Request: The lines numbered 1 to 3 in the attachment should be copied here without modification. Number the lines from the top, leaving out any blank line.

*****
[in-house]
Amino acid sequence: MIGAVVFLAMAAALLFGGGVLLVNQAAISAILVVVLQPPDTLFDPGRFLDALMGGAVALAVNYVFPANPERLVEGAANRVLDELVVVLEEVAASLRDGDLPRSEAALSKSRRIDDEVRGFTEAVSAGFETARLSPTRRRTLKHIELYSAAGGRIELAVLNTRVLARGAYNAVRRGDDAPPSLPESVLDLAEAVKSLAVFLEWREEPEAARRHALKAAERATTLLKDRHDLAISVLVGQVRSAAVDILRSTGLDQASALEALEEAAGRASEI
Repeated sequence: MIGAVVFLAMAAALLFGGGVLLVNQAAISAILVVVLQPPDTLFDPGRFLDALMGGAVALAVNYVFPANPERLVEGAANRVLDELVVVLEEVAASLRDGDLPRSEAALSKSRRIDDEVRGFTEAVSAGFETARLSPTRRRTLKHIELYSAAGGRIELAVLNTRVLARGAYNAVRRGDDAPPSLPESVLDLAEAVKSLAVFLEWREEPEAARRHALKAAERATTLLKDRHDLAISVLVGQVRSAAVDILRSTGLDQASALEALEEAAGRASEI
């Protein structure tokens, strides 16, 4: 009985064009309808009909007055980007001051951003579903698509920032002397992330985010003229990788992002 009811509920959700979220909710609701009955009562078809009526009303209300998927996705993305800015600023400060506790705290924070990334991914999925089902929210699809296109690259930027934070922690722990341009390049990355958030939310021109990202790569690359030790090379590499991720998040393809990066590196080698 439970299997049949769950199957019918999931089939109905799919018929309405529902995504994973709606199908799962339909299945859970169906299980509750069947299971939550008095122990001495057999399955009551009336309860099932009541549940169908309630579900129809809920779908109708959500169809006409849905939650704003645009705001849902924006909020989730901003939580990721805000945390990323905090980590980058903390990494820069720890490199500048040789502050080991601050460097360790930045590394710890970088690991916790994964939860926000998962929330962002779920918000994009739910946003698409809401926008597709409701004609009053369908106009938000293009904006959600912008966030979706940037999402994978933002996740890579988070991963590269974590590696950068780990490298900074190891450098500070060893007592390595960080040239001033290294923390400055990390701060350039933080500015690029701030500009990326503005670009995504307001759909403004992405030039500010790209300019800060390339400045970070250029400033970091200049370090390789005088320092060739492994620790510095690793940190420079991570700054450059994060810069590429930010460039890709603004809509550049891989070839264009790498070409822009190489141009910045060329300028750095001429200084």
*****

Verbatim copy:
[in-house]
Amino acid sequence: MIGAVVFLAMAAALLFGGGVLLVNQAAISAILVVVLQPPDTLFDPGRFLDALMGGAVALAVNYVFPANPERLVEGAANRVLDELVVVLEEVAASLRDGDLPRSEAALSKSRRIDDEVRGFTEAVSAGFETARLSPTRRRTLKHIELYSAAGGRIELAVLNTRVLARGAYNAVRRGDDAPPSLPESVLDLAEAVKSLAVFLEWREEPEAARRHALKAAERATTLLKDRHDLAISVLVGQVRSAAVDILRSTGLDQASALEALEEAAGRASEI
Repeated sequence: MIGAVVFLAMAAALLFGGGVLLVNQAAISAILVVVLQPPDTLFDPGRFLDALMGGAVALAVNYVFPANPERLVEGAANRVLDELVVVLEEVAASLRDGDLPRSEAALSKSRRIDDEVRGFTEAVSAGFETARLSPTRRRTLKHIELYSAAGGRIELAVLNTRVLARGAYNAVRRGDDAPPSLPESVLDLAEAVKSLAVFLEWREEPEAARRHALKAAERATTLLKDRHDLAISVLVGQVRSAAVDILRSTGLDQASALEALEEAAGRASEI